Most shows aren't even necessarily downloaded by those in the US. Some stats show network shows are downloaded by those overseas. People that can't see the shows online because they don't have access to them.

Look, I would happily pay for TV shows, but they don't let me. Just because I don't live in the US I can't access any of the legal sources of these series. My only two options are waiting months for it to release here or downloading the series. I am an impatient man so I won't wait. Now it is completely up to that network whether I pay for it or download it. They must make the choice to offer me a legal method to access that media as fast as the Americans get it.

Protip: The more easily people can watch a show legally, the less likely they are to pirate it. When Gabe Newell said "Piracy is a service problem", he was talking about games, but it applies to TV and movies also.

P.S. Thanks

I'm so happy to see the first comments here, know exactly what's going on. It's about time people dropped piracy as an actual "issue" and stopped calling it stealing (even if it's in the article...).

Going after these streaming or torrent sites is ridiculous. It's slow work, it never lasts and when you swat down one, another pops up, giving people more options.

Raising "higher standards" for "ethical online behaviour" is a lost cause. If people can find shit for free, they'll do it.
Offer a better service through availability and quality and you'll see people buying streaming services. So many have adopted these services, that it simply can't be true that people aren't "buying".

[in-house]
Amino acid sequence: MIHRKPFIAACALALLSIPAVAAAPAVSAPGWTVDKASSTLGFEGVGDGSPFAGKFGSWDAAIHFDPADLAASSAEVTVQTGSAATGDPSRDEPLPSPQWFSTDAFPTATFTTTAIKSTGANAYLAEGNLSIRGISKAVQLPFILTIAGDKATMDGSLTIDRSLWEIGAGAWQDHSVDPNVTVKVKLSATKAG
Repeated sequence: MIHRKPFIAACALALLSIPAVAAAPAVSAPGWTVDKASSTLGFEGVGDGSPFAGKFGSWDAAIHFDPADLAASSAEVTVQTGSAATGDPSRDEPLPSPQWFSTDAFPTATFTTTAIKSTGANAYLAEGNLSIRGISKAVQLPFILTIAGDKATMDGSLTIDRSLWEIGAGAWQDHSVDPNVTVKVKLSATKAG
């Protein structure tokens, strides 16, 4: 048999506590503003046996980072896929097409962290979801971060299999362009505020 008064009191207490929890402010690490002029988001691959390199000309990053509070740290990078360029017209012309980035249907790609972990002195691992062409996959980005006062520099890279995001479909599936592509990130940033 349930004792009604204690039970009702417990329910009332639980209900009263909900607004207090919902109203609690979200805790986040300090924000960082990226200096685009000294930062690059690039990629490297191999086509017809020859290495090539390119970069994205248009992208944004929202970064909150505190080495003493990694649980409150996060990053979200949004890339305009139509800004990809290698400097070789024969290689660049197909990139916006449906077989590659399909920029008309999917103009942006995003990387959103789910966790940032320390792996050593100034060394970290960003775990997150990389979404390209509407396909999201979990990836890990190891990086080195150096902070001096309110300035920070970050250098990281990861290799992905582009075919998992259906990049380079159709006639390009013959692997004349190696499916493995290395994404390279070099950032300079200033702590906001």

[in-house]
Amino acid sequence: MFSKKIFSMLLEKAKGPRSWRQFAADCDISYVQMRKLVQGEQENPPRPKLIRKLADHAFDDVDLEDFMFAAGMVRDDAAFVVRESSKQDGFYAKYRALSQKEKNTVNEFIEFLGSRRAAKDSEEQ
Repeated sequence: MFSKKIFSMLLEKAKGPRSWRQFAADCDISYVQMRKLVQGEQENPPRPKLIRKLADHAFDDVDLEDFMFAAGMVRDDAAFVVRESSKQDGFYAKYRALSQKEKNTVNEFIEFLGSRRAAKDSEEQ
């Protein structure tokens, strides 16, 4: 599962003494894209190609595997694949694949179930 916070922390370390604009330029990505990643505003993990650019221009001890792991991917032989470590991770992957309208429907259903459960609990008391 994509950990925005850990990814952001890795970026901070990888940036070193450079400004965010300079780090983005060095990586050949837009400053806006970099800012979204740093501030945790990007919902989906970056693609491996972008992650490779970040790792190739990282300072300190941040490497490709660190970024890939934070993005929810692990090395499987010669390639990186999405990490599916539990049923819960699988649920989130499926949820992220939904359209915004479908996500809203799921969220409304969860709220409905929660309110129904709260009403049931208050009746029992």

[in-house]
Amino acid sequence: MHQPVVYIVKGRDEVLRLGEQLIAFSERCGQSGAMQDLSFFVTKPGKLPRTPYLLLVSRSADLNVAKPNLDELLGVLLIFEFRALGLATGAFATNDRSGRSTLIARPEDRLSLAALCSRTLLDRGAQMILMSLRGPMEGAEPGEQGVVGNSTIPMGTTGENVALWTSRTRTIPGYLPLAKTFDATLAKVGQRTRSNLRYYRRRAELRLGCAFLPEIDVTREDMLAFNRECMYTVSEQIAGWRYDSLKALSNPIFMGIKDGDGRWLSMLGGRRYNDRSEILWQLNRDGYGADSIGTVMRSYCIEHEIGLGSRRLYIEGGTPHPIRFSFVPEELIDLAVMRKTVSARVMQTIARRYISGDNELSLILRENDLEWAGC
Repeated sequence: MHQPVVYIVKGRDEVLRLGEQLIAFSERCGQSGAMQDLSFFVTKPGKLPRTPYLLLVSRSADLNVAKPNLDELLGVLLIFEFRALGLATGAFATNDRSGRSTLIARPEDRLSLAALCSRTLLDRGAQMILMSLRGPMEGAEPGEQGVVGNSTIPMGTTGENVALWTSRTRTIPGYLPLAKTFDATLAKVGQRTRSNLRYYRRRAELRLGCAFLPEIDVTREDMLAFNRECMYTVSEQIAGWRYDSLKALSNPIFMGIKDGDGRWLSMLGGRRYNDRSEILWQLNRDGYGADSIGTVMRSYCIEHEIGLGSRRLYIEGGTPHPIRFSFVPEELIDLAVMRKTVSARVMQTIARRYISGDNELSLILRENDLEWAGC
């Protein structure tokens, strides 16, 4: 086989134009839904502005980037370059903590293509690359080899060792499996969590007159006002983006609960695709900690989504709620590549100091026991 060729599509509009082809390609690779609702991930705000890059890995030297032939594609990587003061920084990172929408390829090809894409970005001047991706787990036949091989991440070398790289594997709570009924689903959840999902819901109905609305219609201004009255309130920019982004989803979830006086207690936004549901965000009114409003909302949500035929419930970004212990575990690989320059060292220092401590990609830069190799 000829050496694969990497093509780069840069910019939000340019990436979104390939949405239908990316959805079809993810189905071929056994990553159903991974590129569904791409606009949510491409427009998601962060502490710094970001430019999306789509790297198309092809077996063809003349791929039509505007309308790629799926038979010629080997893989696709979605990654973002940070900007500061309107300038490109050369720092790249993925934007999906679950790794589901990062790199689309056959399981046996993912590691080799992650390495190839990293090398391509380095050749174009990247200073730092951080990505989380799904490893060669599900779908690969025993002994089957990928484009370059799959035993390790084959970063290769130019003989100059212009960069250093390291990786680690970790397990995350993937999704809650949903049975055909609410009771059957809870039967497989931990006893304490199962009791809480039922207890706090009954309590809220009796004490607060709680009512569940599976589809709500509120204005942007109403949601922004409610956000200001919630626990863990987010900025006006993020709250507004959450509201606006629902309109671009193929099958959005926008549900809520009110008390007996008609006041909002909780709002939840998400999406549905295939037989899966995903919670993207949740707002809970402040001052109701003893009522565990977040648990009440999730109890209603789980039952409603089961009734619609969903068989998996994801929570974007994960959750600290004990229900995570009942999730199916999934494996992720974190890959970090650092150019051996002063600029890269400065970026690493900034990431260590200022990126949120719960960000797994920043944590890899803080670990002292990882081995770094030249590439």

Unless there's specific proof of these allegations, I'm calling complete bullshit on it.
If anything it's likely an excuse being thrown downwards, to cut costs and pay. We're still in a damn recession where the rich get richer and the poor get poorer and economists are constantly telling us this. If people don't have money, they can't buy these stupid ass things.

Rules of internet piracy:
Correlation is not causation.
Amount downloaded is not the amount lost - People only have so much money to spend and there's no sign that anyone is hoarding their liquid assets in the middle class or lower.
If you don't have competitive prices, there's little to no sale - It's too expensive and monopoly only turns customers away to seek other entertainment.

Sarah LeBoeuf:
As someone who grew up in the age of Napster, I know how blurry the line between legally and illegally obtaining media can be; when it's right there on the internet, it doesn't feel like stealing. Something to think about, though, is who you're actually adversely affecting if you choose piracy over buying legally.

I find this part of the article unsound - This is your opinion and it's not helping people at all.

First, you should not perpetuate the myth of piracy being stealing.
The mindset itself is a bad excuse that tricks people into thinking it's true and it closes down any and all discussions on the topic. The rules on this site alone almost prohibits it.